Even A.O. Scott takes time in his review of the film adaptation of The Da Vinci Code to bash Dan Brown's prose, starting from the very first paragraph:
"The Da Vinci Code," Ron Howard's adaptation of Dan Brown's best-selling primer on how not to write an English sentence, arrives trailing more than its share of theological and historical disputation.
(Full disclosure: I haven't read any of Dan Brown's books nor have I seen the movie, and I don't plan to, thanks in no small part to Geoff and A.O. Scott. Consequently, I may have missed other more subtle digs in Scott's review.)
First, there's this curious comment about a pied-piped preposition (emphasis added):
To their credit, the director and his screenwriter [...] have streamlined Mr. Brown's story and refrained from trying to capture his, um, prose style. "Almost inconceivably, the gun into which she was now staring was clutched in the pale hand of an enormous albino with long white hair." Such language – note the exquisite "almost" and the fastidious tucking of the "which" after the preposition – can only live on the page.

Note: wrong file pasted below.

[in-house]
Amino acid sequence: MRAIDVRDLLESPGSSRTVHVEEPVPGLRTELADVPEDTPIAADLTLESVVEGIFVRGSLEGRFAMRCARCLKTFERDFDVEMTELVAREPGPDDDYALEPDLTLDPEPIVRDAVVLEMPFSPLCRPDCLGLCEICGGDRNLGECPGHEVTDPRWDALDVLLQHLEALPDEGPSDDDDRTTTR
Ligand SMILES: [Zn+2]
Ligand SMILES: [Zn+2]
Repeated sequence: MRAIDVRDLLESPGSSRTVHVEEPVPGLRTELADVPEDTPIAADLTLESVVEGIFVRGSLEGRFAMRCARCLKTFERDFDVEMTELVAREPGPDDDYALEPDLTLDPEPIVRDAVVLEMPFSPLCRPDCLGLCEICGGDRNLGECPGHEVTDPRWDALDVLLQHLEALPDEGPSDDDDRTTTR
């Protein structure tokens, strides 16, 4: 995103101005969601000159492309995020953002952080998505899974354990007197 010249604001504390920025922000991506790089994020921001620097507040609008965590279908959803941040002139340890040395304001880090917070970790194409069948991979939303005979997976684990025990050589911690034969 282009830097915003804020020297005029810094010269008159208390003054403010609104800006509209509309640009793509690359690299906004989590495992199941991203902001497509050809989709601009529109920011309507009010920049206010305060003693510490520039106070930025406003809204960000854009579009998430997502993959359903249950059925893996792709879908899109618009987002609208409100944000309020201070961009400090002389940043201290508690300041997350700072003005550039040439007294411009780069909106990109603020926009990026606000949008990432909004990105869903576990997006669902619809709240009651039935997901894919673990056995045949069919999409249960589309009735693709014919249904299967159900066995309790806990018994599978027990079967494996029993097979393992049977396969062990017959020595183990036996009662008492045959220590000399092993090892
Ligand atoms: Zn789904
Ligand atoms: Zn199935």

Since the comparison is with the following alternative phrasing, isn't it the preposition "into" which is fastidiously tucked before the wh-word "which", rather than the other way around?
the gun which she was now staring into
Of course, this rephrasing makes the "which" unnecessary; it could be replaced by "that" or (better) omitted altogether, so I can almost see why Scott says what he says about the original. But still.
The second dig is very Pullum-esque: Scott takes the "almost inconceivably" bit that he has already shown his distaste for and incorporates it into the first sentence of his outline of the movie plot:
[A]n old man (Jean-Pierre Marielle) is killed after hours in the Louvre, shot in the stomach, almost inconceivably, by a hooded assailant.
Maybe Scott ripped Geoff off after all? Inconceivable!
[ Comments? ]Posted by Eric Bakovic at May 17, 2006 06:54 PM